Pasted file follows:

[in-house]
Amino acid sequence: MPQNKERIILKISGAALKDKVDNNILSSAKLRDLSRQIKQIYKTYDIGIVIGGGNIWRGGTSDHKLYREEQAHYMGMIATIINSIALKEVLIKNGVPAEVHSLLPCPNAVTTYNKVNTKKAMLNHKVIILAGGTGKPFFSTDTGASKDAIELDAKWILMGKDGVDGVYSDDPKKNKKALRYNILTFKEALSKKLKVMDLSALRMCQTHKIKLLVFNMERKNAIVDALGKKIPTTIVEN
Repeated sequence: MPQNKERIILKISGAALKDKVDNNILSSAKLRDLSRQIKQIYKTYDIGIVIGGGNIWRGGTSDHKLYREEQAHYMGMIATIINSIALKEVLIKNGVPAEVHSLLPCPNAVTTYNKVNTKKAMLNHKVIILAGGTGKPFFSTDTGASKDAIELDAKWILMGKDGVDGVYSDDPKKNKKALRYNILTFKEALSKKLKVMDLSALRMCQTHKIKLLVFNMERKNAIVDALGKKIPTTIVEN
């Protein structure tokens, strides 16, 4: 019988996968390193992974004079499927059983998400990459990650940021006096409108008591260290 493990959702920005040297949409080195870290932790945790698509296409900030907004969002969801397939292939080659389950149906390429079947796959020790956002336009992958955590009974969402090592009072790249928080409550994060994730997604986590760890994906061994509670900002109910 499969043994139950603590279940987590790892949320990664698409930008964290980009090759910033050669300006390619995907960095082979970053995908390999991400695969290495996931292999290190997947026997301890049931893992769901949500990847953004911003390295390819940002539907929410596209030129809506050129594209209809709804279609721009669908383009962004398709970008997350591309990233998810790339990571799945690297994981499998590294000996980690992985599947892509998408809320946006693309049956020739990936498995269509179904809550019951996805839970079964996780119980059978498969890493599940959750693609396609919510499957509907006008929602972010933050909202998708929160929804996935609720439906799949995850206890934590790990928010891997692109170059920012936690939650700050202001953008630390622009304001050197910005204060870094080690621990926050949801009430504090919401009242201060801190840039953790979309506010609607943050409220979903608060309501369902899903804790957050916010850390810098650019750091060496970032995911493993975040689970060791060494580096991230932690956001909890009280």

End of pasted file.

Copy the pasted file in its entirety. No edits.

[in-house]
Amino acid sequence: MPQNKERIILKISGAALKDKVDNNILSSAKLRDLSRQIKQIYKTYDIGIVIGGGNIWRGGTSDHKLYREEQAHYMGMIATIINSIALKEVLIKNGVPAEVHSLLPCPNAVTTYNKVNTKKAMLNHKVIILAGGTGKPFFSTDTGASKDAIELDAKWILMGKDGVDGVYSDDPKKNKKALRYNILTFKEALSKKLKVMDLSALRMCQTHKIKLLVFNMERKNAIVDALGKKIPTTIVEN
Repeated sequence: MPQNKERIILKISGAALKDKVDNNILSSAKLRDLSRQIKQIYKTYDIGIVIGGGNIWRGGTSDHKLYREEQAHYMGMIATIINSIALKEVLIKNGVPAEVHSLLPCPNAVTTYNKVNTKKAMLNHKVIILAGGTGKPFFSTDTGASKDAIELDAKWILMGKDGVDGVYSDDPKKNKKALRYNILTFKEALSKKLKVMDLSALRMCQTHKIKLLVFNMERKNAIVDALGKKIPTTIVEN
């Protein structure tokens, strides 16, 4: 019988996968390193992974004079499927059983998400990459990650940021006096409108008591260290 493990959702920005040297949409080195870290932790945790698509296409900030907004969002969801397939292939080659389950149906390429079947796959020790956002336009992958955590009974969402090592009072790249928080409550994060994730997604986590760890994906061994509670900002109910 499969043994139950603590279940987590790892949320990664698409930008964290980009090759910033050669300006390619995907960095082979970053995908390999991400695969290495996931292999290190997947026997301890049931893992769901949500990847953004911003390295390819940002539907929410596209030129809506050129594209209809709804279609721009669908383009962004398709970008997350591309990233998810790339990571799945690297994981499998590294000996980690992985599947892509998408809320946006693309049956020739990936498995269509179904809550019951996805839970079964996780119980059978498969890493599940959750693609396609919510499957509907006008929602972010933050909202998708929160929804996935609720439906799949995850206890934590790990928010891997692109170059920012936690939650700050202001953008630390622009304001050197910005204060870094080690621990926050949801009430504090919401009242201060801190840039953790979309506010609607943050409220979903608060309501369902899903804790957050916010850390810098650019750091060496970032995911493993975040689970060791060494580096991230932690956001909890009280």